Embraced by Mayan temples in Chichen-Itza, one of Yucatan's most splendid archaeological Maya centers, the hacienda is located just a few walking steps from the site's south entrance gate.
Background and ecology
The Hotel Hacienda Chichen is a unique Colonial Historic landmark built in the 16th Century. Guests will enjoy the serene and relaxing nature of this exquisite Colonial Boutique Hotel with its Maya Jungle Reserve, Bird Refuge, and lush tropical gardens, all of which give this property a true paradise eco-cultural ambiance, full of native birds and exotic fruit plants. Hacienda Chichen owners are committed to ecologically sound practices to preserve the historic legacy of this precious property. While updating the guestrooms in 2005 to install state-of-the-art eco-friendly systems, extreme care was exercised to preserve each cottage's unique country style charm and comfort.
All over Yucatan, you will find haciendas as silent remainders of Yucatan's Colonial heritage. Their European facades and architectural features range from Colonial to Neo-Classic. Since their establishment by the Spanish Crown in the XVI Century, the haciendas have operated within a self-contained socio-economical system. During the Colony haciendas were a mix of cattle-ranches and corn plantations, managed by Spaniards as grants or "encomiendas."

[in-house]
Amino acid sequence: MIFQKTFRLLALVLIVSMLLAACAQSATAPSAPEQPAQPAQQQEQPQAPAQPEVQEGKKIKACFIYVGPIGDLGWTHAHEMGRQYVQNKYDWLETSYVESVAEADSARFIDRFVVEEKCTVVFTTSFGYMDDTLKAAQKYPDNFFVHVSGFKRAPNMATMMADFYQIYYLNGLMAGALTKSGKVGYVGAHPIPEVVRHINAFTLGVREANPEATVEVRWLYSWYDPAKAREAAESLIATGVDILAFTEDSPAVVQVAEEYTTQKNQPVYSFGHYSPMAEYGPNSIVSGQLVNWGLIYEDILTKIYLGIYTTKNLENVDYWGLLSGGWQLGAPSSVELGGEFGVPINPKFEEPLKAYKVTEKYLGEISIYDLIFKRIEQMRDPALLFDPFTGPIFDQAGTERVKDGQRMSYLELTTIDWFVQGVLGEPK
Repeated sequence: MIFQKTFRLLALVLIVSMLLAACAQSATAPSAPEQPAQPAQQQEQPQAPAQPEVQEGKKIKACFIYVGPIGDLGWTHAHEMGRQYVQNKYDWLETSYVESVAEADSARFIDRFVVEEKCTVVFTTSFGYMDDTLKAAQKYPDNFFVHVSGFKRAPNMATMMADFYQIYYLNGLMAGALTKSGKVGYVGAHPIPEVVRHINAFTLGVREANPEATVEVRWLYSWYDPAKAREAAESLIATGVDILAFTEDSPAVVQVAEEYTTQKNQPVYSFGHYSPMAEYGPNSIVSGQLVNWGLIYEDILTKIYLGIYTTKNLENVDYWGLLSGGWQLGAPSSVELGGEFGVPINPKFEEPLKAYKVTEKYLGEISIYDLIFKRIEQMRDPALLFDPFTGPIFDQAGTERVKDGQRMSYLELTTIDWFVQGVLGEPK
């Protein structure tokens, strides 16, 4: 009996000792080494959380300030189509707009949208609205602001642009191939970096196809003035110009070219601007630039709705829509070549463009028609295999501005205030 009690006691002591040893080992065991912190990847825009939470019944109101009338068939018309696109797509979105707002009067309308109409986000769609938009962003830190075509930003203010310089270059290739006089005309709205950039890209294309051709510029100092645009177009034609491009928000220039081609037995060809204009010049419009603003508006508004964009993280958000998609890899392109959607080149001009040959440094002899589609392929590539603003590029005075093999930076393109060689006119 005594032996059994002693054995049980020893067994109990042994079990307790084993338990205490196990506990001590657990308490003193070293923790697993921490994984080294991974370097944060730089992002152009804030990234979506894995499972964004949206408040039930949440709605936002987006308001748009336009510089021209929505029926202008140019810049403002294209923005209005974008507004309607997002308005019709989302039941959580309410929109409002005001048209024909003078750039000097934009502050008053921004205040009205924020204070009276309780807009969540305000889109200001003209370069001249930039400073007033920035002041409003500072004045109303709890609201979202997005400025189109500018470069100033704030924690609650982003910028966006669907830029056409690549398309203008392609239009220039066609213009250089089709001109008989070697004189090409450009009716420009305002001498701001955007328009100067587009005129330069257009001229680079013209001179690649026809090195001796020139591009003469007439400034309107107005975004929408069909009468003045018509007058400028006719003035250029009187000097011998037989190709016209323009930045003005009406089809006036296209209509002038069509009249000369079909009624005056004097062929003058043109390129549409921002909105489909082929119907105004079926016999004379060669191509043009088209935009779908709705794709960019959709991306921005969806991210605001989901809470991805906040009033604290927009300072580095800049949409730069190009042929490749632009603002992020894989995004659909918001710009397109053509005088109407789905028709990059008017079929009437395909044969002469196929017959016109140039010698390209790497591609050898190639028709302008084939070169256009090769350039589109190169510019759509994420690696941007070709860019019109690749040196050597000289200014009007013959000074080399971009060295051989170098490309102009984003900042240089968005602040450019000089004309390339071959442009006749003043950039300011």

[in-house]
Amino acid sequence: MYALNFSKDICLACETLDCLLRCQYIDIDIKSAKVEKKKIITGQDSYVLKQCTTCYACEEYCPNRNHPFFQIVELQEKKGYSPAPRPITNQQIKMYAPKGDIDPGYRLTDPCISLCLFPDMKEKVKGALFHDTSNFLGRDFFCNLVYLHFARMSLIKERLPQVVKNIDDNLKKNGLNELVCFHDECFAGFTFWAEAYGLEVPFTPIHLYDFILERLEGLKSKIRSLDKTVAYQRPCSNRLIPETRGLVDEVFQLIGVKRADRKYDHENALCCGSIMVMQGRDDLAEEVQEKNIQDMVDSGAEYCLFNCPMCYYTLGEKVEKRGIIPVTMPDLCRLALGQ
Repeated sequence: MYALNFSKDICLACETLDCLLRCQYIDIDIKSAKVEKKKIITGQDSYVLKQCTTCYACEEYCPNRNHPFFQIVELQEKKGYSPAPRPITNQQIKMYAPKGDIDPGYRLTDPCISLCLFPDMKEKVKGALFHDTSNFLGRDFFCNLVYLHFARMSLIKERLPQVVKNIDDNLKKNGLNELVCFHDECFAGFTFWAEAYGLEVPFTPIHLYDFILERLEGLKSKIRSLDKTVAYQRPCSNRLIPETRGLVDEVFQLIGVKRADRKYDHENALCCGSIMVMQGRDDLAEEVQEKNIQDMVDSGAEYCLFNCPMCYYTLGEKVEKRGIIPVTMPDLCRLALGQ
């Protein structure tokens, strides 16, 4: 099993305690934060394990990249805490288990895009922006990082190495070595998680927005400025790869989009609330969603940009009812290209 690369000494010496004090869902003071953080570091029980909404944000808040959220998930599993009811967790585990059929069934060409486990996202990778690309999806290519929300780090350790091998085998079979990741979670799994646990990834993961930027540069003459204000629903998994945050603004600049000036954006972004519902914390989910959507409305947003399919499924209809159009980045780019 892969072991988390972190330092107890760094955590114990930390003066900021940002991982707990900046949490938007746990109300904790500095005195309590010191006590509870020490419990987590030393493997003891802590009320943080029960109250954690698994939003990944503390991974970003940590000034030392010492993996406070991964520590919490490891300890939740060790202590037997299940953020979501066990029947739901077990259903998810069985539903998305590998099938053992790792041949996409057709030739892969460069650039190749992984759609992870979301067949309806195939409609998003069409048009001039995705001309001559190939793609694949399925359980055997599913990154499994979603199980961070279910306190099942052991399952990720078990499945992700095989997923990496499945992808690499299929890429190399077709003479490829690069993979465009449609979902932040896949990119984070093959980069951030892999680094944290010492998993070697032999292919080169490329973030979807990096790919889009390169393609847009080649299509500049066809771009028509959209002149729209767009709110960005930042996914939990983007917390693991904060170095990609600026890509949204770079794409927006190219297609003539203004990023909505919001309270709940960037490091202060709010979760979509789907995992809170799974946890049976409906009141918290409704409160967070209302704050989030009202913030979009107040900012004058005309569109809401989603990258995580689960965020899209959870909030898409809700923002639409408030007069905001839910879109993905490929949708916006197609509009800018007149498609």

The presence of a Catholic chapel within each hacienda gave Spaniards a powerful ideological control over the Mayan natives. Most haciendas are named after a Catholic Saint and a Mayan local site, as in "San Antonio Tehuitz." Rarely, the Mayan site was the only one represented in the name, such in the case of "Hacienda Chichen-Itza."
After Mexico's Independence, the haciendas became the private property of the families that had the encomiendas. These landlords, or "hacendados", ruled within a rigorous social structure known as Castas. In the XIX Century, many landlords resided in Merida and owned more than one hacienda.
The layout of all haciendas integrate a main well or "noria" to the main structure or building, called "El Casco," a main plaza, a Catholic chapel, a jail, housing for farmers, and stone fences that surrounded vast amounts of land, including the corrals. Virtually all haciendas had a main arched gate, which served both as a beautiful entrance and a visual record of the family's wealth.
In the XIX Century, most haciendas operate as large sisal plantations, due to its massive demand worldwide. By then, landlords had incorporated an engine house, a sisal leaf processing area, a trolley system, and a warehouse to their haciendas' original layout.
The production and industrialization of sisal or "henequen," a natural fiber use for rope-making and other goods, brought incredible wealth to the hacienda landlords until 1939, when Mexico's agricultural reform was legally issued and land was divided into small parcels, called "ejidos," for the use of farmers.
For further information about the hacienda's role in the socio-economical and religious development of Yucatan, we suggest these two books to you. "The Mayan People," by Alberto Ruz, Editora Salvat, and "Architectura de las Haciendas Henequeneras" coordinated by Arq R. Ancona, University of Yucatan.